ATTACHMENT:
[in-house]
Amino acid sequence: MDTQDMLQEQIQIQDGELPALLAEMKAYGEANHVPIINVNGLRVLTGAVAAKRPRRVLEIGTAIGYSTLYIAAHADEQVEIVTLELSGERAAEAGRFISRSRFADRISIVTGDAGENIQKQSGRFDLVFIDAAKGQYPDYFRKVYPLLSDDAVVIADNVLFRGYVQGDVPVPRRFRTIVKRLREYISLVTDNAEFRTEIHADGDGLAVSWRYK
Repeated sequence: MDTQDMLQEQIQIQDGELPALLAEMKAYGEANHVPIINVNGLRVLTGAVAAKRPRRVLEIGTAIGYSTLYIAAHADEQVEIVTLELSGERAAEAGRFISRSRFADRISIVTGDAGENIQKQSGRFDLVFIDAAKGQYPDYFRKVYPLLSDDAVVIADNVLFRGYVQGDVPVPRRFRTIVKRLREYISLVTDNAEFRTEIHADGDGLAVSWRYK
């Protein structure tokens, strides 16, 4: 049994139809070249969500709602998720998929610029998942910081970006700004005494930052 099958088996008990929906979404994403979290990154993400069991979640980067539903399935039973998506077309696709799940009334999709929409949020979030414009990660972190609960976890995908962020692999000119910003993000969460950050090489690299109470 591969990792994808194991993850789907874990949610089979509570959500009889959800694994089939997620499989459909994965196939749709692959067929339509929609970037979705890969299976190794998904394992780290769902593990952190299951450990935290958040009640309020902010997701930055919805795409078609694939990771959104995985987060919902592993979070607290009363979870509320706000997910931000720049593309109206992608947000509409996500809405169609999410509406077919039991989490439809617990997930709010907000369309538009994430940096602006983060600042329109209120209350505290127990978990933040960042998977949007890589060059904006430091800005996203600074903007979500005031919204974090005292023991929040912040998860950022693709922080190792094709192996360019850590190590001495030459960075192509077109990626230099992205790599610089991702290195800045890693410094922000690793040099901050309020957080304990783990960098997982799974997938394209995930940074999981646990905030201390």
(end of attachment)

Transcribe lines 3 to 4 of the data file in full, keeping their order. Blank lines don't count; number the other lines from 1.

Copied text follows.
Repeated sequence: MDTQDMLQEQIQIQDGELPALLAEMKAYGEANHVPIINVNGLRVLTGAVAAKRPRRVLEIGTAIGYSTLYIAAHADEQVEIVTLELSGERAAEAGRFISRSRFADRISIVTGDAGENIQKQSGRFDLVFIDAAKGQYPDYFRKVYPLLSDDAVVIADNVLFRGYVQGDVPVPRRFRTIVKRLREYISLVTDNAEFRTEIHADGDGLAVSWRYK
């Protein structure tokens, strides 16, 4: 049994139809070249969500709602998720998929610029998942910081970006700004005494930052 099958088996008990929906979404994403979290990154993400069991979640980067539903399935039973998506077309696709799940009334999709929409949020979030414009990660972190609960976890995908962020692999000119910003993000969460950050090489690299109470 591969990792994808194991993850789907874990949610089979509570959500009889959800694994089939997620499989459909994965196939749709692959067929339509929609970037979705890969299976190794998904394992780290769902593990952190299951450990935290958040009640309020902010997701930055919805795409078609694939990771959104995985987060919902592993979070607290009363979870509320706000997910931000720049593309109206992608947000509409996500809405169609999410509406077919039991989490439809617990997930709010907000369309538009994430940096602006983060600042329109209120209350505290127990978990933040960042998977949007890589060059904006430091800005996203600074903007979500005031919204974090005292023991929040912040998860950022693709922080190792094709192996360019850590190590001495030459960075192509077109990626230099992205790599610089991702290195800045890693410094922000690793040099901050309020957080304990783990960098997982799974997938394209995930940074999981646990905030201390």